In more ways than one, Kentucky and Michigan State will go their separate ways after their game Tuesday night/Wednesday morning.
The eight games in the next six weeks of UK’s schedule include four opponents picked by Blue Ribbon yearbook to finish ninth or 10th in their leagues: Eastern Kentucky in the Ohio Valley, Evansville in the Missouri Valley, UAB in Conference USA and Georgia Tech in the Atlantic Coast. Only Lamar — picked third in the Southland Conference — is projected finishing somewhere in the top three spots of its league.
Meanwhile, Michigan State’s next 11 opponents include two teams picked to win their leagues: Duke in the ACC and Kansas in the Big 12 if the Maui Invitational breaks down that way. Another opponent is picked to finish second (Seton Hall in the Big East) and two more third: Dayton in the Atlantic 10 and Charleston Southern in the Big South.
After No. 2 Kentucky beat No. 1 Michigan State 69-62, John Calipari expressed thanks that another team like the Spartans won’t test his Cats anytime soon.
Calipari said the schedule allows him to get playing time for such freshmen as Kahlil Whitney and Keion Brooks. “Can you imagine their first game out of the boat (being in Madison Square Garden against the No. 1-ranked team)?” he asked.
Calipari suggested that UK’s schedule offers other benefits.
“How about we play different lineups where we play a smaller lineup?” he said. “(The schedule) gives me a chance to get all these kids to play and figure out (how different players can contribute).”
Calipari also spoke of needing to develop all the players, not just the starters.
“So how I do that is in these other games,” he said.
Chance to learn
ESPN analysts Jay Bilas and Seth Greenberg also spoke of Kentucky’s relatively less-challenging schedule as an opportunity to learn.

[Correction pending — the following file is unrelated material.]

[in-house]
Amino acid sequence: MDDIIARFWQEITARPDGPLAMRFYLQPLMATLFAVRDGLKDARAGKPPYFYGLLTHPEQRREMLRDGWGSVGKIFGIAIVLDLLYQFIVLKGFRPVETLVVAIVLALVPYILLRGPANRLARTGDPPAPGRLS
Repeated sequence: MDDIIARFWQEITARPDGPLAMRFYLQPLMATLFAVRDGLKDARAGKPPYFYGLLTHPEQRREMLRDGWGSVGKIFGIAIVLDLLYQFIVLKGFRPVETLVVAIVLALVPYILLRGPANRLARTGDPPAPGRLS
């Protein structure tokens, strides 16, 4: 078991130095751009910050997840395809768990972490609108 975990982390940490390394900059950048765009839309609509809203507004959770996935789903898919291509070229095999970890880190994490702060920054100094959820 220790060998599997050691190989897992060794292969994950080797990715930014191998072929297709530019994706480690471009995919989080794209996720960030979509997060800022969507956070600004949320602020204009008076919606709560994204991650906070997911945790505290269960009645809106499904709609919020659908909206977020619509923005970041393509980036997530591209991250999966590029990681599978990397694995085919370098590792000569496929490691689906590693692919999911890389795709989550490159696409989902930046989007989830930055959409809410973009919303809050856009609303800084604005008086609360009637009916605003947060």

This kind of schedule “can get them a little more confident, and develop their ego,” Bilas said. “You don’t need to run a gauntlet.”
A team with older players can run a gauntlet because those players can better handle defeat, Bilas said. “You know it’s not the end of the road.”
Greenberg said UK’s schedule will enable Calipari to test possible ways to use graduate transfer Nate Sestina in the more challenging games of January and February. The ESPN analyst also saw the immediate schedule ahead as a time for Whitney to develop further as a player.
“Where Kahlil is now and the end of the season, it’s going to be two totally different players,” Greenberg said.
Another ESPN analyst, LaPhonso Ellis, said that Calipari can further gauge Kentucky’s ability to shoot from the perimeter and the way the big men can contribute in the next several weeks.
Izzo: ‘It helps me’
The ESPN analysts suggested that Michigan State’s approach has benefits, too. One benefit comes with being humbled by a strong opponent.
Of recruits who were Parade and/or McDonald’s All-Americans, Ellis said, “We think we know everything. So it takes a little while to get thumped a couple times for us to realize the coaches know (what they’re talking about).”
Of course, there can be too much of this good thing.
“It does help you if your team thinks they’re better than they are,” Michigan State Coach Tom Izzo said of his scheduling philosophy. “That ends quick. And if you win some of the games, maybe you get a better idea of where you are and where you could be.
“Every once in a while, I’ve bitten off more than I could chew.”
Izzo said that the 2019-20 schedule could be an example of that.
“I still think at the end, it helps me more than it hurts me,” he said.
Too many so-called cupcake opponents can also be a problem.
“I don’t know any good player who ever said, ‘Yeah, I want to play in meaningless games,’” Bilas said. “‘Line up a bunch of meaningless games. It’s really fun.’
“They want to play big games.”
Bilas added that a freshman-dependent team such as Kentucky can be overwhelmed by a challenging schedule. “There’s not one way,” he said.
Eastern Kentucky at No. 2 Kentucky
When: 7 p.m. Friday
TV: SEC Network